With five months until the start gun fires, this is the time when athletes need to put in the hard effort. How are they getting on? Who’s flying, who’s running? And who’s the athlete following a training regime that would knock out a normal person?
With record snow fall across the Alps, these are not the best flying conditions for local athletes. The traditional response is either to put on some skis and start logging some vertical kilometers – or head south in search of somewhere to fly.
Among those taking advantage of the snow is Chrigel Maurer (SUI1). His team’s official social feeds show he’s been busy taking advantage of the deep stuff to do some uphill endurance training. “Yes, I’ve been doing some ski touring,” he tells us.
Of course, this being Maurer, he doesn’t mean your average ski touring. Last month he logged 24,473m of vertical ascent, equivalent to almost three ascents up Mt Everest. He’s also been taking part in some skimo races, coming 2nd in the Rise&Fall competition in Zillertal and recently completed an epic tour of his local Bernese mountains in 15 hours.
A lot is written and said about his flying prowess. It’s easy to overlook his dedication to physical fitness.
Someone you can’t make that mistake with is Gavin McClurg (USA1), who is known for his brutal training regime. As you might expect, he’s been training like a machine.
“Our opinion is most of the athletes do a ton of vertical and running, and that works fine for the first five to six days of the race, but then they blow up because they don’t have the strength training.”
“Officially I started training mid September,” he says. “Ben Abruzzo, my trainer always finds new ways to punish – but his philosophy of ‘minimum effective dose’ is a guiding philosophy. Recovery and rest are even more crucial than the beat-downs. At this stage training is 16-20 hours per week with one day off, by March it will be 40 hrs per week. By May it’s just stupid.”
McClurg sent us his weekly training program. Let’s just say it’s above levels us normal people would even think of. Interestingly Abruzzo is also training Eduardo Garza (MEX) and Willi Canell (USA2). When asked how the training’s coming along Canell just sent us a photo of some 70lb (30kg) kettlebells.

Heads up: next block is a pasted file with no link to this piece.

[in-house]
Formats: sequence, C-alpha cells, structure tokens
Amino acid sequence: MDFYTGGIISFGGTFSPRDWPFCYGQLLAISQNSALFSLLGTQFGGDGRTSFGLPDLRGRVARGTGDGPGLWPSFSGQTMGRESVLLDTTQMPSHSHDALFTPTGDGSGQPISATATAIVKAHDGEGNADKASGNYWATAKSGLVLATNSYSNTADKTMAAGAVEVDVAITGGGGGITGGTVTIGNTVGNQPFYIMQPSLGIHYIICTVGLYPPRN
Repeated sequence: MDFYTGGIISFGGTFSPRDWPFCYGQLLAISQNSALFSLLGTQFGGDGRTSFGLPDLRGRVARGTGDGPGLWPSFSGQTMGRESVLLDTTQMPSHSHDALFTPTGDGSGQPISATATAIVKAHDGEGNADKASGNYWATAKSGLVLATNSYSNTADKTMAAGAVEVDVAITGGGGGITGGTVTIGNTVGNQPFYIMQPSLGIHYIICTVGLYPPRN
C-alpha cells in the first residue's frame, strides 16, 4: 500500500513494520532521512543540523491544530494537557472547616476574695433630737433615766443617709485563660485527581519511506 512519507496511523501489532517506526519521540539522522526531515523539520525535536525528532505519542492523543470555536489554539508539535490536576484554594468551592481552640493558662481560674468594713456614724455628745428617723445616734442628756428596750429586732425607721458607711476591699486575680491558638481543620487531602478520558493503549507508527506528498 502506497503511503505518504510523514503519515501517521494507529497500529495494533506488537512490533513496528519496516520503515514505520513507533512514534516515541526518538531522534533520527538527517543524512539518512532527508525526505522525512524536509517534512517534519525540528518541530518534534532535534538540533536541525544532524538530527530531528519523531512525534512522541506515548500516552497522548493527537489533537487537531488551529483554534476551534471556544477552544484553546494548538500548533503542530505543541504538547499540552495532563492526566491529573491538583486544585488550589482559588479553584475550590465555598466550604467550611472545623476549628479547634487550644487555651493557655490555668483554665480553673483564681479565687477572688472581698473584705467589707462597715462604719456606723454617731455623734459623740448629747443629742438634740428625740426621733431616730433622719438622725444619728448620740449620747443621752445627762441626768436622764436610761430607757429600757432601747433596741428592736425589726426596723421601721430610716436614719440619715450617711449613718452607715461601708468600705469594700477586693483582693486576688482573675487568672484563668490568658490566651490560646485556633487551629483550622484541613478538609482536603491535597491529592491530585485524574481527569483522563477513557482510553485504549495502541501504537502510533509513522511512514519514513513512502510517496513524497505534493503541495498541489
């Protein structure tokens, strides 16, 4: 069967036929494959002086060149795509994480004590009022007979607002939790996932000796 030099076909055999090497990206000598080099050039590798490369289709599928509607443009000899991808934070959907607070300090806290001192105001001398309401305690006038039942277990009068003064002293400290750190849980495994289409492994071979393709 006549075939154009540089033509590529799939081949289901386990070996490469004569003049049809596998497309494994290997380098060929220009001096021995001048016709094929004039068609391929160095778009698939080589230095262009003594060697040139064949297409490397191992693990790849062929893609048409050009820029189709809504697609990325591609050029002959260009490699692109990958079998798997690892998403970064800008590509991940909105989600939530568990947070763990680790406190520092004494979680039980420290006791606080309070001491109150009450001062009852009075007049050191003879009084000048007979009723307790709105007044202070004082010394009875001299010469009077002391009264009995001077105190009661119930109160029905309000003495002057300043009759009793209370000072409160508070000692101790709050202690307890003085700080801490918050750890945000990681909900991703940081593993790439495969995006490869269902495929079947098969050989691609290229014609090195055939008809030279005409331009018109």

McClurg explains the rationale is to prepare the body for carrying a heavy pack. “Our opinion is most of the athletes do a ton of vertical and running, and that works fine for the first five to six days of the race, but then they blow up because they don’t have the strength training.”
Garza however was taking advantage of local conditions – he sent us an image of him enjoying some air time in Valle de Bravo, Mexico. “Our training is so far pretty well-balanced,” he said.
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One of the most hotly tipped athletes is Maxime Pinot (FRA4). “My training is running well since one year now,” he tells us. This month he was due to spend four to six weeks in Font-Romeu in the Pyrenees. “It’s a well known place in France for athletes of all sports because you can train in altitude with all the infrastructure needed. And the flying is also really good, even in winter.”
Tom de Dorlodot (BEL) meanwhile is staying true to his goal of preparing properly for this year’s race, despite the new addition to his family of little baby Jack, who arrived on December 26th. He’s running four times a week (up to 60km), he’s in the gym three times a week and cycling regularly. But next month he’s back on the boat to get some valuable air time in the Canaries. He adds: “The two first weeks of March will take me to Colombia and then I’ll spend three months in the Alps travelling in our VW California with Sofia and the baby to recce the route.”
The countdown is on …
Photos © Willi Canell, Christian Maurer, Eduardo Garza, Maxime Pinot